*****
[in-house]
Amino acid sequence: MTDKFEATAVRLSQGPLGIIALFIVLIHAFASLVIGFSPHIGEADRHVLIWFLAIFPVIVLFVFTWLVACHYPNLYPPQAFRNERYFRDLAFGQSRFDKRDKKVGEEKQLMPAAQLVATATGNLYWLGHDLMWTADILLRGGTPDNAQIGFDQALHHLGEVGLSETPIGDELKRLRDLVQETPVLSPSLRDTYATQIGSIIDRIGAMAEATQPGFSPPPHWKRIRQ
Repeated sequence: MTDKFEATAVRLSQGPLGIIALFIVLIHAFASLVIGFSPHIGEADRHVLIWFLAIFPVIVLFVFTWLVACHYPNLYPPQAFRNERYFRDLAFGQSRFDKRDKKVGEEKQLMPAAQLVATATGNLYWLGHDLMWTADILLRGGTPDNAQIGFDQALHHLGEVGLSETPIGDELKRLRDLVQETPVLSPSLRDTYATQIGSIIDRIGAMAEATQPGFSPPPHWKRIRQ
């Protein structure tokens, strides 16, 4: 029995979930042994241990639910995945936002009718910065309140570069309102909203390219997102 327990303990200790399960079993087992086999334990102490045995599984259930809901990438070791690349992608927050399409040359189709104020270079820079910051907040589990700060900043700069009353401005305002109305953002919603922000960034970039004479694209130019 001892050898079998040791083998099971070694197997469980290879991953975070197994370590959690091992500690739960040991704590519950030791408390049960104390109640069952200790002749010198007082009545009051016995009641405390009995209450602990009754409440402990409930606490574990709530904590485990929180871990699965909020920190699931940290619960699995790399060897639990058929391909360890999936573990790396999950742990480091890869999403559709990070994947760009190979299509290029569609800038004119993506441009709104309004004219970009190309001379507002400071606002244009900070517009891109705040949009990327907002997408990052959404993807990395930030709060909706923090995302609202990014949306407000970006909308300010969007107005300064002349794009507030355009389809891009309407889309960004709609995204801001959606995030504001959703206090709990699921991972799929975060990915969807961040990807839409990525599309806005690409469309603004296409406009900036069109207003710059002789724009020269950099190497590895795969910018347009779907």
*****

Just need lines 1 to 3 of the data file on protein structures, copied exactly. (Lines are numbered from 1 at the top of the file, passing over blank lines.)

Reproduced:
[in-house]
Amino acid sequence: MTDKFEATAVRLSQGPLGIIALFIVLIHAFASLVIGFSPHIGEADRHVLIWFLAIFPVIVLFVFTWLVACHYPNLYPPQAFRNERYFRDLAFGQSRFDKRDKKVGEEKQLMPAAQLVATATGNLYWLGHDLMWTADILLRGGTPDNAQIGFDQALHHLGEVGLSETPIGDELKRLRDLVQETPVLSPSLRDTYATQIGSIIDRIGAMAEATQPGFSPPPHWKRIRQ
Repeated sequence: MTDKFEATAVRLSQGPLGIIALFIVLIHAFASLVIGFSPHIGEADRHVLIWFLAIFPVIVLFVFTWLVACHYPNLYPPQAFRNERYFRDLAFGQSRFDKRDKKVGEEKQLMPAAQLVATATGNLYWLGHDLMWTADILLRGGTPDNAQIGFDQALHHLGEVGLSETPIGDELKRLRDLVQETPVLSPSLRDTYATQIGSIIDRIGAMAEATQPGFSPPPHWKRIRQ